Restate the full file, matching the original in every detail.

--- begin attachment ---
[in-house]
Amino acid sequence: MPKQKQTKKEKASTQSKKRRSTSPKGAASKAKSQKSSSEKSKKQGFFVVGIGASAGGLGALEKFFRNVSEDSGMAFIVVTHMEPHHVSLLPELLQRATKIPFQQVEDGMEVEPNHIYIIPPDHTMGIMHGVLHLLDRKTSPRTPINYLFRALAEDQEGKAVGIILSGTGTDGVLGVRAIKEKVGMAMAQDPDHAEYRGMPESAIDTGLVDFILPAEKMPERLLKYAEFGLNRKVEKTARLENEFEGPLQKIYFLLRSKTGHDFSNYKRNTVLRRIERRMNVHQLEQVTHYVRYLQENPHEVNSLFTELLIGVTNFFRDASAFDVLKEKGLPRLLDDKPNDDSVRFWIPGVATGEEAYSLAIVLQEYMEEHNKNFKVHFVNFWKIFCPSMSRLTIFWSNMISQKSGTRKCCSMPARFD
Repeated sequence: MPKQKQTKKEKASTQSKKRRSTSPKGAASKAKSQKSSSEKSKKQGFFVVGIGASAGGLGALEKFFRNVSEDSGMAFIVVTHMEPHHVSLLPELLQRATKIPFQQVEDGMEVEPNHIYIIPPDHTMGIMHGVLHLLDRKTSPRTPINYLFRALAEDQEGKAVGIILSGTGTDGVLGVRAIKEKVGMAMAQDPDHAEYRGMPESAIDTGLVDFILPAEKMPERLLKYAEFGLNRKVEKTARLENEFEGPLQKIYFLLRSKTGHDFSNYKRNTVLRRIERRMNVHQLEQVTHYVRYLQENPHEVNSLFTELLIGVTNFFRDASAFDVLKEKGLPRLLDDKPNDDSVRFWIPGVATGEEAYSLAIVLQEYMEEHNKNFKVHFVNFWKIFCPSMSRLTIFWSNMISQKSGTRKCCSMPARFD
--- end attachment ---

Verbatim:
[in-house]
Amino acid sequence: MPKQKQTKKEKASTQSKKRRSTSPKGAASKAKSQKSSSEKSKKQGFFVVGIGASAGGLGALEKFFRNVSEDSGMAFIVVTHMEPHHVSLLPELLQRATKIPFQQVEDGMEVEPNHIYIIPPDHTMGIMHGVLHLLDRKTSPRTPINYLFRALAEDQEGKAVGIILSGTGTDGVLGVRAIKEKVGMAMAQDPDHAEYRGMPESAIDTGLVDFILPAEKMPERLLKYAEFGLNRKVEKTARLENEFEGPLQKIYFLLRSKTGHDFSNYKRNTVLRRIERRMNVHQLEQVTHYVRYLQENPHEVNSLFTELLIGVTNFFRDASAFDVLKEKGLPRLLDDKPNDDSVRFWIPGVATGEEAYSLAIVLQEYMEEHNKNFKVHFVNFWKIFCPSMSRLTIFWSNMISQKSGTRKCCSMPARFD
Repeated sequence: MPKQKQTKKEKASTQSKKRRSTSPKGAASKAKSQKSSSEKSKKQGFFVVGIGASAGGLGALEKFFRNVSEDSGMAFIVVTHMEPHHVSLLPELLQRATKIPFQQVEDGMEVEPNHIYIIPPDHTMGIMHGVLHLLDRKTSPRTPINYLFRALAEDQEGKAVGIILSGTGTDGVLGVRAIKEKVGMAMAQDPDHAEYRGMPESAIDTGLVDFILPAEKMPERLLKYAEFGLNRKVEKTARLENEFEGPLQKIYFLLRSKTGHDFSNYKRNTVLRRIERRMNVHQLEQVTHYVRYLQENPHEVNSLFTELLIGVTNFFRDASAFDVLKEKGLPRLLDDKPNDDSVRFWIPGVATGEEAYSLAIVLQEYMEEHNKNFKVHFVNFWKIFCPSMSRLTIFWSNMISQKSGTRKCCSMPARFD